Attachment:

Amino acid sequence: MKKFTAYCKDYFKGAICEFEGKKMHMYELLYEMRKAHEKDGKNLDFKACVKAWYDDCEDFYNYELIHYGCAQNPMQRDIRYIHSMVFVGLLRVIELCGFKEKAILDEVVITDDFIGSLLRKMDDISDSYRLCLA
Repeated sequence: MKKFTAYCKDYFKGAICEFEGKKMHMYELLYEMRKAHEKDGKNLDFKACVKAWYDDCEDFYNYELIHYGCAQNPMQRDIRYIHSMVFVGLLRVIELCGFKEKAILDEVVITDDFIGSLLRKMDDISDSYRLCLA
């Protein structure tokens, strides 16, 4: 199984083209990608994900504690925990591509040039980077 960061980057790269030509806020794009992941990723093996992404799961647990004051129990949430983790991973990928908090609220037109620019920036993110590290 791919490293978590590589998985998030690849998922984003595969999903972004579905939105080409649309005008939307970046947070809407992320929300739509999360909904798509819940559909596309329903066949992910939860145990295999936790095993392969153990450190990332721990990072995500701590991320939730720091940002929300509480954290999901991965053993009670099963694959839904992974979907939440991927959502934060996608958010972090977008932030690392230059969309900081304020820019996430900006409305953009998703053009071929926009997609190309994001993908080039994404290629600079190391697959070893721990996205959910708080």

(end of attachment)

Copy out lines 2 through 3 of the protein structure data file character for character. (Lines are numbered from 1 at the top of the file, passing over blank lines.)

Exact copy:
Repeated sequence: MKKFTAYCKDYFKGAICEFEGKKMHMYELLYEMRKAHEKDGKNLDFKACVKAWYDDCEDFYNYELIHYGCAQNPMQRDIRYIHSMVFVGLLRVIELCGFKEKAILDEVVITDDFIGSLLRKMDDISDSYRLCLA
């Protein structure tokens, strides 16, 4: 199984083209990608994900504690925990591509040039980077 960061980057790269030509806020794009992941990723093996992404799961647990004051129990949430983790991973990928908090609220037109620019920036993110590290 791919490293978590590589998985998030690849998922984003595969999903972004579905939105080409649309005008939307970046947070809407992320929300739509999360909904798509819940559909596309329903066949992910939860145990295999936790095993392969153990450190990332721990990072995500701590991320939730720091940002929300509480954290999901991965053993009670099963694959839904992974979907939440991927959502934060996608958010972090977008932030690392230059969309900081304020820019996430900006409305953009998703053009071929926009997609190309994001993908080039994404290629600079190391697959070893721990996205959910708080």